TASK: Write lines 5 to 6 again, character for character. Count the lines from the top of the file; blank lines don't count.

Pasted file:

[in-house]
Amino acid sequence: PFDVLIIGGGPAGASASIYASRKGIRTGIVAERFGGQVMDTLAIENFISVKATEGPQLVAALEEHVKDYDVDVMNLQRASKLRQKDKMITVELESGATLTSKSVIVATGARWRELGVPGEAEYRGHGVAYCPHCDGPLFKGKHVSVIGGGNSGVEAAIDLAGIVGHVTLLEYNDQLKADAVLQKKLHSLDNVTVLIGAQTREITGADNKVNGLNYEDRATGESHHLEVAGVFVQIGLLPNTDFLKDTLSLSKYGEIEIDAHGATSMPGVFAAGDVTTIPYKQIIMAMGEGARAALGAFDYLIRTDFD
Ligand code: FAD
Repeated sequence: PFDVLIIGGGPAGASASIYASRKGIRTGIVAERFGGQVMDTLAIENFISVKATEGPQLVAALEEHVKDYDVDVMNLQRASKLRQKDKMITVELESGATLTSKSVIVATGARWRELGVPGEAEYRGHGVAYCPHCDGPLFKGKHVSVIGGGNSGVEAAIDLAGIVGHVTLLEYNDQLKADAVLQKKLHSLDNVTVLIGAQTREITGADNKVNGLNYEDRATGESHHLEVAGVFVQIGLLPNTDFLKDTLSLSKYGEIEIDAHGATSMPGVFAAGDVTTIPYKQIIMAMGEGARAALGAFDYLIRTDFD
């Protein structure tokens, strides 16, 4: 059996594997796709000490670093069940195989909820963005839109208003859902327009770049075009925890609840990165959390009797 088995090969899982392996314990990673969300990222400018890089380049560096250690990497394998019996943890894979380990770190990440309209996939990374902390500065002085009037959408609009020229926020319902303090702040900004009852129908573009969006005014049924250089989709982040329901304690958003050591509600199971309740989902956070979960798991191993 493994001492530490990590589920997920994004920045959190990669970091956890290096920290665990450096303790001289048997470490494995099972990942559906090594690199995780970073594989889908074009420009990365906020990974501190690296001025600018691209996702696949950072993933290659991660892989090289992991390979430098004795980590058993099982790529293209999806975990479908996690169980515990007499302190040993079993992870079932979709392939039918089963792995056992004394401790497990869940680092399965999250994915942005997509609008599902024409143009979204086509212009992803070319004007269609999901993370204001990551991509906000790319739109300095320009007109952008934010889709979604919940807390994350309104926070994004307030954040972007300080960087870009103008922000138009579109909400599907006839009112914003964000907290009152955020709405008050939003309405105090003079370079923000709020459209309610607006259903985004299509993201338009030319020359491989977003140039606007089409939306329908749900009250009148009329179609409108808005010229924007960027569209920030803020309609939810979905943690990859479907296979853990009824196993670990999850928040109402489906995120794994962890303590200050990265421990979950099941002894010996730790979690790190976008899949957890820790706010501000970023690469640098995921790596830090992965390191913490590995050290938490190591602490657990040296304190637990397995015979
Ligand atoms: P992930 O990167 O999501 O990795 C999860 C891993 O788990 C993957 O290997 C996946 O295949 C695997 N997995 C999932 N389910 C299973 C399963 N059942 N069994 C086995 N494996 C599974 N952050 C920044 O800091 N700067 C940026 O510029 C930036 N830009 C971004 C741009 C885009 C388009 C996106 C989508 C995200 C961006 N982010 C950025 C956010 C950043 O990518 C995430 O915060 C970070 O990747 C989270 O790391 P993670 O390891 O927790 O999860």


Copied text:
């Protein structure tokens, strides 16, 4: 059996594997796709000490670093069940195989909820963005839109208003859902327009770049075009925890609840990165959390009797 088995090969899982392996314990990673969300990222400018890089380049560096250690990497394998019996943890894979380990770190990440309209996939990374902390500065002085009037959408609009020229926020319902303090702040900004009852129908573009969006005014049924250089989709982040329901304690958003050591509600199971309740989902956070979960798991191993 493994001492530490990590589920997920994004920045959190990669970091956890290096920290665990450096303790001289048997470490494995099972990942559906090594690199995780970073594989889908074009420009990365906020990974501190690296001025600018691209996702696949950072993933290659991660892989090289992991390979430098004795980590058993099982790529293209999806975990479908996690169980515990007499302190040993079993992870079932979709392939039918089963792995056992004394401790497990869940680092399965999250994915942005997509609008599902024409143009979204086509212009992803070319004007269609999901993370204001990551991509906000790319739109300095320009007109952008934010889709979604919940807390994350309104926070994004307030954040972007300080960087870009103008922000138009579109909400599907006839009112914003964000907290009152955020709405008050939003309405105090003079370079923000709020459209309610607006259903985004299509993201338009030319020359491989977003140039606007089409939306329908749900009250009148009329179609409108808005010229924007960027569209920030803020309609939810979905943690990859479907296979853990009824196993670990999850928040109402489906995120794994962890303590200050990265421990979950099941002894010996730790979690790190976008899949957890820790706010501000970023690469640098995921790596830090992965390191913490590995050290938490190591602490657990040296304190637990397995015979
Ligand atoms: P992930 O990167 O999501 O990795 C999860 C891993 O788990 C993957 O290997 C996946 O295949 C695997 N997995 C999932 N389910 C299973 C399963 N059942 N069994 C086995 N494996 C599974 N952050 C920044 O800091 N700067 C940026 O510029 C930036 N830009 C971004 C741009 C885009 C388009 C996106 C989508 C995200 C961006 N982010 C950025 C956010 C950043 O990518 C995430 O915060 C970070 O990747 C989270 O790391 P993670 O390891 O927790 O999860």